Will government spending cuts hit students hard? Is the demand for postgraduate courses set to rocket? As the dust settles on the EU Referendum, we take a look at the potential impacts on higher education in the UK.
The graduate winners and losers
It’s regarded by many that leaving the EU will, in the short-term at least, slow down our economic growth. Interestingly, a drag on the economy can increase demand for higher education, particularly postgraduate courses. This was certainly the case in the aftermath of the 2008 financial crash.
We could also see a shift in demand for different types of graduates. The nature of that shift is not yet clear but, for example, finance graduates’ job prospects could suffer if the City loses jobs, while the demand for law graduates may spike massively if we face a high volume of complex legal work to implement the brave new world of Brexit over the next 5-10 years.
Government budgets and the education system
The approach of Cameron’s Conservative government to education has been pretty clear so far. It’s all been about increased competition, more market incentives, higher education costs as a result of growth in tuition fees and loans, and boosting student numbers. With a new PM leading the country come October we might see some changes here but, as we expect the government to remain a Tory one, any changes are unlikely to be wholesale.
Student finances: Mind the gap
One thing perhaps most likely to change is government spending. Education accounts for a significant 13% of the 2016 UK Budget, once you factor in higher education spending, student loans and national schools. If the pre-Referendum warnings are realised, then a new Budget could see a big slice of that taken back.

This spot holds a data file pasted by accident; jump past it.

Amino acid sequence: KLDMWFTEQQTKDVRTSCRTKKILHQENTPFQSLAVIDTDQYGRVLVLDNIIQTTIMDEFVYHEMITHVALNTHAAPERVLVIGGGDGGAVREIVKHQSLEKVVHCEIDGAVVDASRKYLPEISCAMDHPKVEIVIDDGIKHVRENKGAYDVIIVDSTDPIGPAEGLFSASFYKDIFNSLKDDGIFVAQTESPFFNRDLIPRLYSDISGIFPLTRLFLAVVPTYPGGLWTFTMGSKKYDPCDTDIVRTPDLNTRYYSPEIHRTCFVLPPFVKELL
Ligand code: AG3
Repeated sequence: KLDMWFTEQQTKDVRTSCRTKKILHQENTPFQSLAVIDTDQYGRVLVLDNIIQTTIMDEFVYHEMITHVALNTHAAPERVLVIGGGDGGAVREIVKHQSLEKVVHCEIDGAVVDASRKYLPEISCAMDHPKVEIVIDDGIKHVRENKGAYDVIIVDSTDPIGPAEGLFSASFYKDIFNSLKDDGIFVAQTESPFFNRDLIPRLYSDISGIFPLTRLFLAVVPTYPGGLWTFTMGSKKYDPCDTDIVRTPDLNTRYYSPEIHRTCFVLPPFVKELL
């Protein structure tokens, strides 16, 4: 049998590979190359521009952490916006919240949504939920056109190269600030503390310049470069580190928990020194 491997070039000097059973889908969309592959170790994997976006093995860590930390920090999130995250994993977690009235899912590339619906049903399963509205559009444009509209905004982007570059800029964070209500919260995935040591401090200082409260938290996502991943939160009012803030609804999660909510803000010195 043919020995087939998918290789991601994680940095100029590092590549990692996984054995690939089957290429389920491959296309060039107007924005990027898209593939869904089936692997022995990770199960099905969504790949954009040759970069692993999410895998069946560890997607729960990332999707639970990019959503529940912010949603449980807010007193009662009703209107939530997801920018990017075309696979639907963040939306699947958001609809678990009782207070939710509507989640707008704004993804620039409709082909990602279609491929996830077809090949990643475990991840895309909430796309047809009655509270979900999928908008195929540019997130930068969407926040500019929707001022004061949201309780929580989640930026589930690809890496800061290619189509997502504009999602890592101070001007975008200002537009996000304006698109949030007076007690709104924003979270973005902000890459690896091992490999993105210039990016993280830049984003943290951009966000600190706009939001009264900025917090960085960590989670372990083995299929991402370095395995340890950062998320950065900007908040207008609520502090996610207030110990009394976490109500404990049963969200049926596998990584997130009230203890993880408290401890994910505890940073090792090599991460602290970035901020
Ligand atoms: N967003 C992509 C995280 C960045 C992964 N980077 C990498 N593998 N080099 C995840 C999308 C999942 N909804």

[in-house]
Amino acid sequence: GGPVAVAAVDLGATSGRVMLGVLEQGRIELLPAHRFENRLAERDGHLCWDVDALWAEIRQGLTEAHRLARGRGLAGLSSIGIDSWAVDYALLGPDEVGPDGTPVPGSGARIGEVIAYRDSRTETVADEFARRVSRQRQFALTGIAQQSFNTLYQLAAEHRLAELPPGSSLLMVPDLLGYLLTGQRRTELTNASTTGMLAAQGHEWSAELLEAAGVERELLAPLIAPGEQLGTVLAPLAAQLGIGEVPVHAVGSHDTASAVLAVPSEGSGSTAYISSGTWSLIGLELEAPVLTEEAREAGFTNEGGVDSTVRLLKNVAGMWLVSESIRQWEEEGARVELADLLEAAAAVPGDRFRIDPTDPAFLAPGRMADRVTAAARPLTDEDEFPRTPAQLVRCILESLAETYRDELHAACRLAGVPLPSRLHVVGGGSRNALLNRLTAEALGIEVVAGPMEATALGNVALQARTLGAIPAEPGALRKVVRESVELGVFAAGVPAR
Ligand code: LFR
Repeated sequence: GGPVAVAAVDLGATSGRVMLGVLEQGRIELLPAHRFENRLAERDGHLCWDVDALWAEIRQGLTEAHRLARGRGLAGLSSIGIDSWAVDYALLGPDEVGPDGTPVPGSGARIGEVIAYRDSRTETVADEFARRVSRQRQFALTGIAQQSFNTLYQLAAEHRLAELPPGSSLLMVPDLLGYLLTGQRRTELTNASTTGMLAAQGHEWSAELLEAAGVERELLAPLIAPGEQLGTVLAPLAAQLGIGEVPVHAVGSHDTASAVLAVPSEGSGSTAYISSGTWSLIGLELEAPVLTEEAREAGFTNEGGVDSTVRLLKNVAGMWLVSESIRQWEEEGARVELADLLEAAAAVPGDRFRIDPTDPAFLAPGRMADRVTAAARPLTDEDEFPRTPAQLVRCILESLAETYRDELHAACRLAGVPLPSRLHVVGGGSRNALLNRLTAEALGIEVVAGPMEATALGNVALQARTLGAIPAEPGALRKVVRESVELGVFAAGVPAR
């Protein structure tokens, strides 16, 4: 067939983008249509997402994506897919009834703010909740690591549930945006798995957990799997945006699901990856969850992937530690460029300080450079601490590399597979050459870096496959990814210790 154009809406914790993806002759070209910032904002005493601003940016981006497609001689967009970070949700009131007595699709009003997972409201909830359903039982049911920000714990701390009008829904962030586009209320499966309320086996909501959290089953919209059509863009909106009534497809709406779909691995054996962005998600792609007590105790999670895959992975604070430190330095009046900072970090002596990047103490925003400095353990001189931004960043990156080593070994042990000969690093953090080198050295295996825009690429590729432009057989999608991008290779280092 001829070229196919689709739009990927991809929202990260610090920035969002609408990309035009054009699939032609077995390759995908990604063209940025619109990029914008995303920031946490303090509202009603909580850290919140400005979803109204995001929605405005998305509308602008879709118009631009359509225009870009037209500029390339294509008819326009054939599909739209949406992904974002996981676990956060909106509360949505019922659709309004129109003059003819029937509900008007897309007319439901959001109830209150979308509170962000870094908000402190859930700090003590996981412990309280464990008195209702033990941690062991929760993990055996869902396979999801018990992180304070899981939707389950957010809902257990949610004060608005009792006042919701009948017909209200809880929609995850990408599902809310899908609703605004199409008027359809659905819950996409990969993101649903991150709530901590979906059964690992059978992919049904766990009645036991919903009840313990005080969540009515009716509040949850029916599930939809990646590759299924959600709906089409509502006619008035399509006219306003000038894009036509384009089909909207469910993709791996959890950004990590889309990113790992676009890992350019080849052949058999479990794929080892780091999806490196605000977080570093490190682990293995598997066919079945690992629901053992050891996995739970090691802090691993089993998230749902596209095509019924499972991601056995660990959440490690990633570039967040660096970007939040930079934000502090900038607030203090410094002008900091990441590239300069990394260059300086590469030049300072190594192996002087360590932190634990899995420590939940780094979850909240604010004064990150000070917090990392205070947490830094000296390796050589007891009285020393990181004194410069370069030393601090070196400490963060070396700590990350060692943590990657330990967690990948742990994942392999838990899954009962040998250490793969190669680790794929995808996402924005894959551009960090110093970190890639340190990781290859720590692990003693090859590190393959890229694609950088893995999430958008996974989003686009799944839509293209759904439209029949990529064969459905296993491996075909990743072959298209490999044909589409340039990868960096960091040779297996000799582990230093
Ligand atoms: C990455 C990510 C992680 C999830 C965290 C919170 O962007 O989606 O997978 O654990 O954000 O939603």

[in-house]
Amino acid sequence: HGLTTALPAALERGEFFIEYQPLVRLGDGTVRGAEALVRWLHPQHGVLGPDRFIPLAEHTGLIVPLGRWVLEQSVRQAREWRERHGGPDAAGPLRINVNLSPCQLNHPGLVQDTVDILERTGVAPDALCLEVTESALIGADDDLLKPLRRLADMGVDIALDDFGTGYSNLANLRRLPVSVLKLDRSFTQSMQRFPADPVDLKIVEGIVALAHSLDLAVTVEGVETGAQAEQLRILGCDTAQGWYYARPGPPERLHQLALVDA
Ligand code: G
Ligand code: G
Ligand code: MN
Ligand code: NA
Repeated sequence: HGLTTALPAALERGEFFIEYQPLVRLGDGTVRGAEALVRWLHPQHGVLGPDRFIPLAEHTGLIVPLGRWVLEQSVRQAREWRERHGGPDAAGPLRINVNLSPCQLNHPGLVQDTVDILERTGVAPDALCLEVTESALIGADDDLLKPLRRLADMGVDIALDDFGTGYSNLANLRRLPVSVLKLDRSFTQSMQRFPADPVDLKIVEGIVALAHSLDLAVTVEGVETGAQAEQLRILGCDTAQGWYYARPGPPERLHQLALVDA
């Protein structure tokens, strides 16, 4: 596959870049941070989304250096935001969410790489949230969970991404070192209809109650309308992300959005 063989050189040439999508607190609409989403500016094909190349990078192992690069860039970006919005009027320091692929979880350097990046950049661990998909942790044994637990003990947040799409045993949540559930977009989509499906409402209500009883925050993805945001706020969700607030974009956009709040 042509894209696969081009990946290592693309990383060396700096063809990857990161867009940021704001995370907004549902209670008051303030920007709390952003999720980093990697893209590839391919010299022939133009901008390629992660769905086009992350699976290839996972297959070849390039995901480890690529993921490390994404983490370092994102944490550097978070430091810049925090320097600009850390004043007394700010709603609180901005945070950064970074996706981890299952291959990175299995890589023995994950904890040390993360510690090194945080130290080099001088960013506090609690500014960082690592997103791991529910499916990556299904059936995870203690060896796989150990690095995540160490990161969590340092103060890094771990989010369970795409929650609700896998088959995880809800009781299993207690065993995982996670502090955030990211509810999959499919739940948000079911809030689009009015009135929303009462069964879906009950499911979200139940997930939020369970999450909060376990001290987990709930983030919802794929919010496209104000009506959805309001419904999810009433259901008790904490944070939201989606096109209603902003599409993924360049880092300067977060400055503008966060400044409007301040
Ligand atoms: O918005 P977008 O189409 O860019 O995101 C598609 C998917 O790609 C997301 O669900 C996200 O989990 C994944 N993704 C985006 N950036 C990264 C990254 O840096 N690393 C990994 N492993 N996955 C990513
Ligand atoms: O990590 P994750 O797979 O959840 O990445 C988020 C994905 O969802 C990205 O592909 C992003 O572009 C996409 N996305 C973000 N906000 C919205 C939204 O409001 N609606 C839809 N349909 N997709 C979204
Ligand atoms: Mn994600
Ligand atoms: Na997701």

The government could also increase tuition fees still further to compensate, or stifle its student lending programmes. Or both. This would leave more students with a bigger funding gap to plug.
The grad factor
It’s no wonder that 81% of Referendum voters still in full-time education voted to Remain, according to the Lord Ashcroft survey of 12,369 voters.
Graduate status has been seen by some commentators as a key differentiator in the voting patterns – along with age, class and which region of the UK you live in. Here’s a startling fact we got from the BBC: Of the 30 areas with the fewest graduates in the UK, according to the 2011 census, 28 backed Brexit. And 29 out of the 30 areas with the most graduates voted Remain, including the City of London (where 68.4% are graduates), Belfast South (50.1% graduates), Cambridge (47.3%), Oxford (42.6%) and Edinburgh (41.4%).
According to a poll by The Student Room, the Referendum result would have been Remain had votes been allowed at 16 years of age.
The European flow
EU rules currently dictate favourable treatment of students from other EU countries by member states (compared to students from non-EU countries). This includes lower tuition fees, quotas for enrolment and identical access to the government loan schemes that are available to home students. But with the UK out of the EU, these agreements could be no more, which could make a UK education prohibitively expensive to EU students – and an EU education prohibitively expensive to UK students.
Around 6% of all students in the UK – and some 12.5% of Future Finance loan applicants – are from other EU countries right now. That’s quite a big ratio. We can expect that 6% to go down if the system changes. We will certainly be focused on continuing to service EU customers here at Future Finance. They might just need our help more than ever to access the education and career they crave.
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